Opening Thursday, April 15th, at 7PM
Join us for a virtual author conversation on W&CF’s Crowdcast Channel in honor of My Broken Language by Quiara Alegría Hudes. For this event, Quiara will be in conversation with Esmeralda Santiago. This event is co-sponsored by the National Museum of Puerto Rican Arts & Culture.
A Pulitzer Prize–winning playwright tells her lyrical story of coming of age against the backdrop of an ailing Philadelphia barrio, with her sprawling Puerto Rican family as a collective muse.
“Quiara Alegría Hudes is in her own league. Her sentences will take your breath away. How lucky we are to have her telling our stories.”—Lin-Manuel Miranda, award-winning creator of Hamilton
Quiara Alegría Hudes was the sharp-eyed girl on the stairs while her family danced in her grandmother’s tight North Philly kitchen. She was awed by her aunts and uncles and cousins, but haunted by the secrets of the family and the unspoken, untold stories of the barrio—even as she tried to find her own voice in the sea of language around her, written and spoken, English and Spanish, bodies and books, Western art and sacred altars. Her family became her private pantheon, a gathering circle of powerful orisha-like women with tragic real-world wounds, and she vowed to tell their stories—but first she’d have to get off the stairs and join the dance. She’d have to find her language.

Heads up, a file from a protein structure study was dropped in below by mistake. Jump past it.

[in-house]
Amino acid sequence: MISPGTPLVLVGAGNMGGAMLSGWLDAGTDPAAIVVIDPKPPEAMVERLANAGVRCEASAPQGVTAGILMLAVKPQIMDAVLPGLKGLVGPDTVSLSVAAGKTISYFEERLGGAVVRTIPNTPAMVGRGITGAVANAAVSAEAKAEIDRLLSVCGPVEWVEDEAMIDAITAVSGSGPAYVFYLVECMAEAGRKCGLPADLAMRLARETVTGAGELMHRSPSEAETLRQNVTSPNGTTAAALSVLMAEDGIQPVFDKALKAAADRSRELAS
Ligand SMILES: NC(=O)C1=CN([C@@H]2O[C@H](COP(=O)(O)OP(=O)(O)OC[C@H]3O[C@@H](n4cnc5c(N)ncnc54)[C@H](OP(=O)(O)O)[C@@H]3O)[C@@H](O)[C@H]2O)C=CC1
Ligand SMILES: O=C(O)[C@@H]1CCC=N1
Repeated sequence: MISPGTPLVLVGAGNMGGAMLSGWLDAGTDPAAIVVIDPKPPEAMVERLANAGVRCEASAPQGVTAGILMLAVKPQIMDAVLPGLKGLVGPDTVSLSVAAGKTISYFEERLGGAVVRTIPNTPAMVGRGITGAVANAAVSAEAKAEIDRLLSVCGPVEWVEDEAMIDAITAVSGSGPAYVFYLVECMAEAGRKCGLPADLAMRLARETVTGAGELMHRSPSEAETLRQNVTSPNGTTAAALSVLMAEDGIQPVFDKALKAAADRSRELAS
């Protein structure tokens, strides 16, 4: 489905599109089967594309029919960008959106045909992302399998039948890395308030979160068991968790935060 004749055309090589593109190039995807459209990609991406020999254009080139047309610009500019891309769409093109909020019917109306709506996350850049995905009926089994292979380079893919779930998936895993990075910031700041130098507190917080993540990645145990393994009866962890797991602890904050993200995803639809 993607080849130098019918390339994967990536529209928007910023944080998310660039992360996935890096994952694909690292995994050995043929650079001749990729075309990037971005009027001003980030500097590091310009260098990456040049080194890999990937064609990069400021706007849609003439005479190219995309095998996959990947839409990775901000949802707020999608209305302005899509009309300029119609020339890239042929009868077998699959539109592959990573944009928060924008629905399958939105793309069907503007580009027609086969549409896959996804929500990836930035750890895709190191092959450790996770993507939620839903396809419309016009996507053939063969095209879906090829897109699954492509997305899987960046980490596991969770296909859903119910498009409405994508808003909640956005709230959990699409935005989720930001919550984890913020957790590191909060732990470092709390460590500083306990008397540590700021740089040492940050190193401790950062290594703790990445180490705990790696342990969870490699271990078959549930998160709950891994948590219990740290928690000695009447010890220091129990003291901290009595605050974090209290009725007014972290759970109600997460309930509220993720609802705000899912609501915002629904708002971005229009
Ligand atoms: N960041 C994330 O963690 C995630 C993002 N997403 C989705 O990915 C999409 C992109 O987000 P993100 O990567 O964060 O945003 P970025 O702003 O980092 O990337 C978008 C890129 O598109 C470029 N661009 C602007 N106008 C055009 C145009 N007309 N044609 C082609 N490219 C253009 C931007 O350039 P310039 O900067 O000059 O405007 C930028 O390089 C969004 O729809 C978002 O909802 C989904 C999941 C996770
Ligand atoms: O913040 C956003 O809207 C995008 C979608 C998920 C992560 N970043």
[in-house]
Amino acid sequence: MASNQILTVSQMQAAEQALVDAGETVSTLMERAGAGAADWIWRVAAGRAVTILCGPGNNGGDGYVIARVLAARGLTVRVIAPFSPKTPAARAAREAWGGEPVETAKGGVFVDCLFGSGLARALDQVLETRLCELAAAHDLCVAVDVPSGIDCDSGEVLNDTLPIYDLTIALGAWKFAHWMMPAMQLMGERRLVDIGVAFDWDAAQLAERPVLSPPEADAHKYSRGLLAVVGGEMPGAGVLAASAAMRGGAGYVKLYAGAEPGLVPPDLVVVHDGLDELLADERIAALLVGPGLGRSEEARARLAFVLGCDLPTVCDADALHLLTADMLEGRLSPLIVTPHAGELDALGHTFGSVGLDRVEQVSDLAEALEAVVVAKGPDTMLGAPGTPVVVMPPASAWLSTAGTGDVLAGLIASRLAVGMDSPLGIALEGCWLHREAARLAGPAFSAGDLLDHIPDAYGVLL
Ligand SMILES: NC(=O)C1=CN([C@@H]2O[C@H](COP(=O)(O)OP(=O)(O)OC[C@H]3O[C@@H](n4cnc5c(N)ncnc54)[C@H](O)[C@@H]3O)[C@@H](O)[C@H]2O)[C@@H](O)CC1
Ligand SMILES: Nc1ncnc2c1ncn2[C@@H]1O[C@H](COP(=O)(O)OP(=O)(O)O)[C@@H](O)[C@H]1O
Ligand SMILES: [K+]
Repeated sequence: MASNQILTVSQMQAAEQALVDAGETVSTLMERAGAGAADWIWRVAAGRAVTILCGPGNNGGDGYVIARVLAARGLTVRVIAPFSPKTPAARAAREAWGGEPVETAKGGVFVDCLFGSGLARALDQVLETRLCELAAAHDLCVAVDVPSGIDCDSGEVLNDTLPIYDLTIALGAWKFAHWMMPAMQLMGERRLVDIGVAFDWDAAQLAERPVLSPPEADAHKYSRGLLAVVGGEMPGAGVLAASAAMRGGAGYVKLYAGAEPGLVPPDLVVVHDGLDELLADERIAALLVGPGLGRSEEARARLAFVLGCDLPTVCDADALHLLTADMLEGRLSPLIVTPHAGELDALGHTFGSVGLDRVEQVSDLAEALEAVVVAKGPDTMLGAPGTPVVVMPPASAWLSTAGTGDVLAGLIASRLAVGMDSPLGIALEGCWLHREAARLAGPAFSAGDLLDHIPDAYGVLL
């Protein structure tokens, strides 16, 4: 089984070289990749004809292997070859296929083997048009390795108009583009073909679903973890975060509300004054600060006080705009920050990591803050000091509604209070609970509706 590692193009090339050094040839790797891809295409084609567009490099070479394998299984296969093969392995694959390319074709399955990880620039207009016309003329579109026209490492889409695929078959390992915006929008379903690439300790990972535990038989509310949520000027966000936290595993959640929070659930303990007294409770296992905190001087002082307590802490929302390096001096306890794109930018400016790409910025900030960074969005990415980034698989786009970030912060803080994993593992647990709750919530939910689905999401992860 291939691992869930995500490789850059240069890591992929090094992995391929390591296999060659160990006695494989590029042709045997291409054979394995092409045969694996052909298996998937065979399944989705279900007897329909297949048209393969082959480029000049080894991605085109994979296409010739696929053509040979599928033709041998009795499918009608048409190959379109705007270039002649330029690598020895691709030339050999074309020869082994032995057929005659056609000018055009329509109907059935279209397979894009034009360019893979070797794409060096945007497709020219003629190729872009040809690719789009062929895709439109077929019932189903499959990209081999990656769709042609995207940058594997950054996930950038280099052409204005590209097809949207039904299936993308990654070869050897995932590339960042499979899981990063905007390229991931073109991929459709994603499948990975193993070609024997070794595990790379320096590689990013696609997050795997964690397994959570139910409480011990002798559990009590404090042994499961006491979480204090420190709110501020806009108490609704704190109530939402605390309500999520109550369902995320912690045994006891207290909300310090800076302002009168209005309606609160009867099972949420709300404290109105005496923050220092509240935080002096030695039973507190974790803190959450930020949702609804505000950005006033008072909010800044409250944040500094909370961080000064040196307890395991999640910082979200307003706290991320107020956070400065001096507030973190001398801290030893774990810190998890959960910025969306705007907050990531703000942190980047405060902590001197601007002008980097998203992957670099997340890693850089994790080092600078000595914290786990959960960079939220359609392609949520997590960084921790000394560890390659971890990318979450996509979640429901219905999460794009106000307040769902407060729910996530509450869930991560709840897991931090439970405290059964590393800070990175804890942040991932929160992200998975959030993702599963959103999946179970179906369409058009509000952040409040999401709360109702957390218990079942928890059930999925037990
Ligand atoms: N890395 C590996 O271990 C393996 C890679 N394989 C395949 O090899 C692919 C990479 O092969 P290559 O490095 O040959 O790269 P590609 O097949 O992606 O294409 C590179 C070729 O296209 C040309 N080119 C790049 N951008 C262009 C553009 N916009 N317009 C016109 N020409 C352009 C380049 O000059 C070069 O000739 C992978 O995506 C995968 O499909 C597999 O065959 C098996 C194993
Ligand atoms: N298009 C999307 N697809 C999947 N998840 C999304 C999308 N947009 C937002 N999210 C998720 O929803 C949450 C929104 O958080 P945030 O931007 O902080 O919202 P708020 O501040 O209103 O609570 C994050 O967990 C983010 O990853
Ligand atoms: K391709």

Weaving together Hudes’s love of books with the stories of her family, the lessons of North Philly with those of Yale, this is an inspired exploration of home, memory, and belonging—narrated by an obsessed girl who fought to become an artist so she could capture the world she loved in all its wild and delicate beauty.
Quiara Alegría Hudes is a writer, wife, mother of two, barrio feminist, and native of West Philly, USA. Hailed for their exuberance, intellectual rigor, and rich imagination, her plays and musicals have been performed around the world. They include the Broadway hit In the Heights and the Pulitzer Prize–winning drama Water by the Spoonful. She also founded Emancipated Stories, an online gallery where people behind bars can share one page of their life story with the world.
Esmeralda Santiago is the author of three groundbreaking memoirs: When I was Puerto Rican, Almost a Woman (which she adapted into a Peabody Award–winning movie for PBS Masterpiece), and The Turkish Lover. Her fiction includes the novels América’s Dream (also made into a film) and Conquistadora, and a children’s book, A Doll for Navidades. Esmeralda is passionate about the artistic development of young people and has traveled the world as a public speaker encouraging literacy, memoir writing, and storytelling. Her books have been translated into fifteen languages.